A case study on how the government leveraged Design Sprints for public safety

Man at whiteboard posting sticky notes
Man at whiteboard posting sticky notes
Photo by Startaê Team on Unsplash

Design Sprints have mixed results for many reasons. Some people feel they can’t accomplish anything of value in such a short period of time or that it won’t scale on larger projects.

To investigate this further, I want to walk you through a project we worked on for the U.S. government. The Federal government has made great strides in adopting the latest industry trends. …

There are three vital areas to consider before selecting an idea

Image for post
Image for post
Photo by Mika Baumeister on Unsplash

I recently interviewed fifteen high-level executives to better understand how they evaluate business ideas within their organization. This was part of a consulting project where my team was responsible for creating a repeatable process for generating, validating, and launching new business ventures.

It’s the type of work we’ve performed countless times in different industries. Over the years, we found that some of the largest and most profitable companies in the world have loosely defined methods for generating and evaluating new business ideas. …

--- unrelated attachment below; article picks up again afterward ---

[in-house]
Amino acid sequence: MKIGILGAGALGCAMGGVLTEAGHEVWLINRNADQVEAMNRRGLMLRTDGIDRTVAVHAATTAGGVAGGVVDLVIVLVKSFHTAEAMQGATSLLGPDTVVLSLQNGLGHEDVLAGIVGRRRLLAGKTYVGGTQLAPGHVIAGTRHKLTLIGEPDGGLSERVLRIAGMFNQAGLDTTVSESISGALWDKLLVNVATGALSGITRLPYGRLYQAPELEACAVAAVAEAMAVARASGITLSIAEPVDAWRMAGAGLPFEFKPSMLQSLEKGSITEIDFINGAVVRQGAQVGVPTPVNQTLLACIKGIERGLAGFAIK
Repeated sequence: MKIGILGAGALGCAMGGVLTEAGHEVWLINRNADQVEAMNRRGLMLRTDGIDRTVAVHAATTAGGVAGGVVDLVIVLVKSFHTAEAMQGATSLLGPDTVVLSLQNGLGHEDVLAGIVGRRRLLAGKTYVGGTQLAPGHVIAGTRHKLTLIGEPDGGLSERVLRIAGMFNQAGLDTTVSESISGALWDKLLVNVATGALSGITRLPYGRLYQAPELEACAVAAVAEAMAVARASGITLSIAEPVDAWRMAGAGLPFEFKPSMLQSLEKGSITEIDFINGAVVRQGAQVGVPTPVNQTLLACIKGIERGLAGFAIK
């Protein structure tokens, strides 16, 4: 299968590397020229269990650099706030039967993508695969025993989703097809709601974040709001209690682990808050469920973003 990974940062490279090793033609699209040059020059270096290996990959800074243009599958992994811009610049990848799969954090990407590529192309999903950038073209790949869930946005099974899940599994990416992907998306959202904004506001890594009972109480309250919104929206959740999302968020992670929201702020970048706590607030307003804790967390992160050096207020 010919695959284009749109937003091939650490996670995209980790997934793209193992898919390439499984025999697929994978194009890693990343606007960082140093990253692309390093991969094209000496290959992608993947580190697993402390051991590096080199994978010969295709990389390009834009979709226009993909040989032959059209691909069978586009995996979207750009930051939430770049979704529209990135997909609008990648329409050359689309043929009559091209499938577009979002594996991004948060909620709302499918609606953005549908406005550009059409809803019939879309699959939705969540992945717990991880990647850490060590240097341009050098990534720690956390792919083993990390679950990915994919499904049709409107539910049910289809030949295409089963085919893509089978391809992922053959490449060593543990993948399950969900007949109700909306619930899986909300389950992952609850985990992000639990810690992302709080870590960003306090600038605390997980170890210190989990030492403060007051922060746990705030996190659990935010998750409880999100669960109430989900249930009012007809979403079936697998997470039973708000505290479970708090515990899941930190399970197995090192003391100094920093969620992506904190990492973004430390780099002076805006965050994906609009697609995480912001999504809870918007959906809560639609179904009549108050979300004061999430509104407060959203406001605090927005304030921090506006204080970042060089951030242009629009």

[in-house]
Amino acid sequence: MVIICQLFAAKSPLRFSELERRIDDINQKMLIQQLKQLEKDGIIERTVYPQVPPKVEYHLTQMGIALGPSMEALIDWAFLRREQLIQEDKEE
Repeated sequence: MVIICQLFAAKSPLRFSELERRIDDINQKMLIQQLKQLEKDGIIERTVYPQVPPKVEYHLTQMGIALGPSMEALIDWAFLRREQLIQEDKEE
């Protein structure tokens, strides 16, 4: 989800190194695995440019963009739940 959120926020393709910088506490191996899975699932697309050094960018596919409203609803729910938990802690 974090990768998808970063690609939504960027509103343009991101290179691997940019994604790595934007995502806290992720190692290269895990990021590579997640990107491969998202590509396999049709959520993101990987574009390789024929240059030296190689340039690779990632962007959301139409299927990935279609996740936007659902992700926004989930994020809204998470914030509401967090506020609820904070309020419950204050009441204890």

What’s common about entrepreneurs and what can we learn from them?

Lake view with mountains in the background. Man sitting on dock alone.
Lake view with mountains in the background. Man sitting on dock alone.
Photo by Simon Migaj on Unsplash

Business ownership can be both rewarding and daunting; however, it’s rarely boring. I’ve spoken to hundreds of entrepreneurs over the past twenty years, and most are driven by a common thread.

Yes, purpose and money are high on the list, but it goes deeper than this. I can relate to a lot of the stories I’ve heard because I’m also a business owner. I made the leap and have seen first hand the good and bad of starting and running a company.

Entrepreneurs come from all walks of life and backgrounds, but what do they have in common? Since one of the best ways to learn is through the experiences of others, I’ll share my short story which I’m sure is similar to many entrepreneurs. …

Focus on these traits and you’ll stand out from the pack

To women sitting in front of one another at a table
To women sitting in front of one another at a table
Photo by Christina @ wocintechchat.com on Unsplash

It’s an exciting time to be in the UX field. Technology is evolving at such a rapid pace that keeping up with the latest trends can be a daunting task.

There are plenty of candidates to meet the demand, but what separates a good designer from a great one? I believe it goes beyond talent and tilts more heavily toward personality and character.